[whatwg] LABEL and radio/checkbox onclick
ian at hixie.ch
Sat Aug 28 07:21:43 PDT 2004
On Sun, 22 Aug 2004, Matthew Raymond wrote:
> Ian Hickson wrote:
> > > From the specification:
> > >
> > > "The LABEL element is used to specify labels for controls that do
> > > not have implicit labels"
> > >
> > > ...AND...
> > >
> > > "Each LABEL element is associated with exactly one form control."
> > Neither of those is a conformance requirement, and thus neither can be used
> > to argue that the document above is conformant or not. Both are either
> > statements of intent or general truisms. The first seems to be a statement
> > of intent ("this is what we wanted it to do"). The second seems like it was
> > supposed to be a truism. It raises a question, though, which is "how do you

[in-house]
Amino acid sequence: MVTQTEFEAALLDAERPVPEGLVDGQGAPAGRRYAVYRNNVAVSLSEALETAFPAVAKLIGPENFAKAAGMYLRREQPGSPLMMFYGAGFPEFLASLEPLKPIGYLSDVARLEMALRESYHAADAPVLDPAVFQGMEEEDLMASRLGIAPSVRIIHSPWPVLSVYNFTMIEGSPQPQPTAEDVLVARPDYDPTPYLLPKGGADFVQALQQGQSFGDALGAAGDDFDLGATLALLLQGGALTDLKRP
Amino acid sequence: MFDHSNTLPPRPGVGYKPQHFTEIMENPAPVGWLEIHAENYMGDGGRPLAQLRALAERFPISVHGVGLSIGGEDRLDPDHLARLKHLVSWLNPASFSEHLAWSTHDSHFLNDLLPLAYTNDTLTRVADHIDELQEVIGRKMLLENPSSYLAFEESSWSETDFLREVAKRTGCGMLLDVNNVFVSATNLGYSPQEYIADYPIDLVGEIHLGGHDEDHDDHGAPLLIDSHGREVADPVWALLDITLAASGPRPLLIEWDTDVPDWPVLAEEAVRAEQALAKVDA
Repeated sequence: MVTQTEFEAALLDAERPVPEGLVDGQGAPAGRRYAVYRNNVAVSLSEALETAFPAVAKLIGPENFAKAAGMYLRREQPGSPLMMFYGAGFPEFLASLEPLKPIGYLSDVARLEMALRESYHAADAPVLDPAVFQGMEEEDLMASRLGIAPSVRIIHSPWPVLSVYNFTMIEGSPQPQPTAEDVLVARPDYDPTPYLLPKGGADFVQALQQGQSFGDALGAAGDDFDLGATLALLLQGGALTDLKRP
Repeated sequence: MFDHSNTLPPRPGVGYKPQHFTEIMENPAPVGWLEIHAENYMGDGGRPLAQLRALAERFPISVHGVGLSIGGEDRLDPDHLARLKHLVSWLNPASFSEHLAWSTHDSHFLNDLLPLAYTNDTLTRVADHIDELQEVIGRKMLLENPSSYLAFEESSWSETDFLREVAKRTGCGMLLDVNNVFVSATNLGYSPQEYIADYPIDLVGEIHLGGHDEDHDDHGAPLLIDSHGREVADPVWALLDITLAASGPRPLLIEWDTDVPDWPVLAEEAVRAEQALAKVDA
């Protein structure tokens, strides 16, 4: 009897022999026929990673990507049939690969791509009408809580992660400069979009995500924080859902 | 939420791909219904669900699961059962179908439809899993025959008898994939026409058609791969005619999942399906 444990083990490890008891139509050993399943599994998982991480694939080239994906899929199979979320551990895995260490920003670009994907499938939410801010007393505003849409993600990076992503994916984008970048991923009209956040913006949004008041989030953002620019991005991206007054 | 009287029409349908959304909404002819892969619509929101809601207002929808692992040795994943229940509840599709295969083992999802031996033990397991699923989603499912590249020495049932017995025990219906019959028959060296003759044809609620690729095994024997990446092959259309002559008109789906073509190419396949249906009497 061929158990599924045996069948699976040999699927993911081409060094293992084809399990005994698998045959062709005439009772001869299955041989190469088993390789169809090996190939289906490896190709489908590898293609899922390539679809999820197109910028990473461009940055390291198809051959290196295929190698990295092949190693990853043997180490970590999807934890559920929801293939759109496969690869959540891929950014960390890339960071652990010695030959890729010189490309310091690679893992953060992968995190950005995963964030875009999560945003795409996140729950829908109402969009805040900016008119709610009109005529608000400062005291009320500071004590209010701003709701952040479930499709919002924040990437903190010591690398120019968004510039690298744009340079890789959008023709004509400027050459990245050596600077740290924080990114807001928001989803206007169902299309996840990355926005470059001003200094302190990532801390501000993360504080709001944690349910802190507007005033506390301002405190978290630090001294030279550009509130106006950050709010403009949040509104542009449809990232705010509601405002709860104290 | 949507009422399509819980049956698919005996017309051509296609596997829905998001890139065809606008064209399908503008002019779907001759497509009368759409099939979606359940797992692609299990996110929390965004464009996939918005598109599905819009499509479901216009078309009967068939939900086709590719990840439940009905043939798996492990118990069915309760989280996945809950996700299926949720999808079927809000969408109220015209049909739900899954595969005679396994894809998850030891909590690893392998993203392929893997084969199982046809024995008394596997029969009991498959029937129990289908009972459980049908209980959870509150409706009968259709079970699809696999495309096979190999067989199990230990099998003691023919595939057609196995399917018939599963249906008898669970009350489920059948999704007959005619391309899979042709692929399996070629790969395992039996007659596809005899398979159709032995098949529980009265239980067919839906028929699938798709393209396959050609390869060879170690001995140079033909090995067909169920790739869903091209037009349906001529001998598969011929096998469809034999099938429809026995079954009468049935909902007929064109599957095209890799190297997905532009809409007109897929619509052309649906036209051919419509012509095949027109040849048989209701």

> > determine which form control is associated with the "Flavor:" label above?".
> A <label> element is semantically worthless without an associated
> control, because, fundamentally, a label actually has to label
That isn't a normative reference either. :-)
A <label> element with no referenced control is indeed semantically
worthless. So is an empty <li> element or a <form> that contains no form
controls. However, they are all allowed.
> > > I'm not sure what you mean by the terms "valid" and "conformant".
> > "Valid" means "syntacticaly correct according to the DTD", which is a
> > subset of "conformant".
> > "Conformant" means "conforming to the spec's conformance
> > requirements".
> So, by these definitions, would an empty, unused <datalist> element
> be valid and conformant?
> > > On the other hand, you can easily make <label> behave like it does
> > > in most operating systems by simply using text instead of the
> > > <label> element. Why try to eliminate a feature of HTML when the web
> > > authors are fully capable of dealing with and problems by making
> > > trivial changes to markup?
> > I really don't understand why you _want_ labels to do the wrong thing.
> Wrong as defined by whom?